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The Journal Gazette

Tuesday, July 19, 2016 12:23 pm

More background checks for teachers considered

Niki Kelly | The Journal Gazette

INDIANAPOLIS – Lawmakers on Monday tackled the topic of teachers having sexual relationships with students.

A new law passed this year added a child protection check through the Department of Child Services to see if a teacher ever had a substantiated case of child abuse or neglect.

But with a flurry of teachers arrested recently – especially in central Indiana – a summer study committee is considering further measures.

"Does the committee want to talk about having all school employees rechecked? Is that too much of an expenditure? We need to consider that," said Sen. Jim Merritt, R-Indianapolis.

He said he wanted the committee to do something more to ensure Indiana students are safe from predators.

A 2009 law expanded required criminal history background checks to nationwide but it only applies to new hires.

Mike McCarty, CEO of Safe Hiring Solutions in Danville, said about half of all teachers and staff have never had a check since they were hired before that law.

He also said the issue of employees crossing the line with students is a national concern – not just Indiana.

But McCarty – whose company provides these checks for 250 Indiana school districts – said most teachers who have gotten in trouble have no prior criminal history. In fact, he said, a vast majority of sex offenders don’t have a criminal record.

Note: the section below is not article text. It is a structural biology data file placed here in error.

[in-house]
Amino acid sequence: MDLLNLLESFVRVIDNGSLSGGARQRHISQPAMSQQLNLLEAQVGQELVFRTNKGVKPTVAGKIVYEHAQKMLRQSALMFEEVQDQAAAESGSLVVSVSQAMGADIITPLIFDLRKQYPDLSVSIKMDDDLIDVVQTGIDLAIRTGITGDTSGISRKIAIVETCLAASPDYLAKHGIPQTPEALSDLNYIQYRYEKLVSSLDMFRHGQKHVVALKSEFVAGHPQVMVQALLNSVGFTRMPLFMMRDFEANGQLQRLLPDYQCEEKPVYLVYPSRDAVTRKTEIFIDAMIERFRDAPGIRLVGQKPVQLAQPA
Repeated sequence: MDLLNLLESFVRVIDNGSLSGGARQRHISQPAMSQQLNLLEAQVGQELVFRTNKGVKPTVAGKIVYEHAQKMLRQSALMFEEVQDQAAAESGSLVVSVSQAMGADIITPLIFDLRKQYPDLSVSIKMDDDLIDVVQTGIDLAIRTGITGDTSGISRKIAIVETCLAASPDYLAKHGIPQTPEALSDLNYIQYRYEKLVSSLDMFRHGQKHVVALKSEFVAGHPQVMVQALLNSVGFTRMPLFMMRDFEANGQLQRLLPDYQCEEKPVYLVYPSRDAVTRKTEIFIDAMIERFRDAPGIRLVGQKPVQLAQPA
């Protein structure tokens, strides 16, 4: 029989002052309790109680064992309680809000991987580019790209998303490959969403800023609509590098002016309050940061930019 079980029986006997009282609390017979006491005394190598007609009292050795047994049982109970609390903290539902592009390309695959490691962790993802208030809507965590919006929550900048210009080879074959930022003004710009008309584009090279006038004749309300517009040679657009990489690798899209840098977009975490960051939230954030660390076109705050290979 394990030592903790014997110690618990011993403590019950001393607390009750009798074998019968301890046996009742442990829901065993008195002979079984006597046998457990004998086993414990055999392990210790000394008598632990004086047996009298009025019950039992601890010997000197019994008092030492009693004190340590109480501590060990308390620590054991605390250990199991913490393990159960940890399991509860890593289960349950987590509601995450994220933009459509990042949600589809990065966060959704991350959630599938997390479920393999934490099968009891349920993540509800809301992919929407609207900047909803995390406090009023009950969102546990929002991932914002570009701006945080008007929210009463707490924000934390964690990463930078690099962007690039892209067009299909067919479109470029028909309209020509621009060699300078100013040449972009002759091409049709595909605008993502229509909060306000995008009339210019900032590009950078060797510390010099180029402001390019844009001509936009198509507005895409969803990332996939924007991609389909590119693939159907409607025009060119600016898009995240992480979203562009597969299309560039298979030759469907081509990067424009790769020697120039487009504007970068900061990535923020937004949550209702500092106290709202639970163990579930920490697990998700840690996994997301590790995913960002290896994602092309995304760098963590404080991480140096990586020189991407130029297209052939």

He applauded a section of the new law limiting the use of confidentiality agreements. In some cases, teachers have been allowed to resign without a full investigation or charges and then able to move on to another district. Both sides sign an agreement not to talk about any allegations.

Rep. Dale Devon, R-Granger, asked whether every employee – regardless of when they were hired – should get at least one background check performed. Another option is to require every employee to have an update every three to five years.

The cost would likely fall on schools. But Merritt pointed out that other professions licensed by the state require an applicant to pay for a criminal background check before being licensed. Currently, teachers are licensed by the state but each district does the checks.

Merritt also said some teachers have expressed frustration at not knowing whom to report questionable behavior to. But a DCS employee said teachers are mandatory reporters of child abuse and there is an anonymous state hotline.

Rep. Vernon Smith, D-Gary, said it’s about more than knowing a hotline number. Nineteen states require school districts to provide awareness and prevention training for staff in regards to student-teacher relationships.

Smith said sometimes the adult is not the aggressor – a student is. And teachers need to learn how to recognize indicators and avoid questionable situations.

In March, 37-year-old Calvin Moser was arrested and charged with felony counts of sexual misconduct with a minor and child solicitation. He is accused of having a relationship with a student, including groping her, at the Warsaw Area Career Center.

At least two other area teachers are now serving prison sentences.

• Troy Guenin, a 33-year-old former East Allen County Schools teacher, pleaded guilty to a charge of child seduction and dissemination of matter harmful to minors. He admitted to having a sexual relationship with a 16-year-old female student who served as his classroom intern. He received an eight-year sentence with four suspended.

• Ryen Wilson, 31, received an eight-year prison sentence after pleading guilty to two counts of child seduction. Five of the years were suspended. The former Fort Wayne Community Schools teacher had sex with two students in his classroom.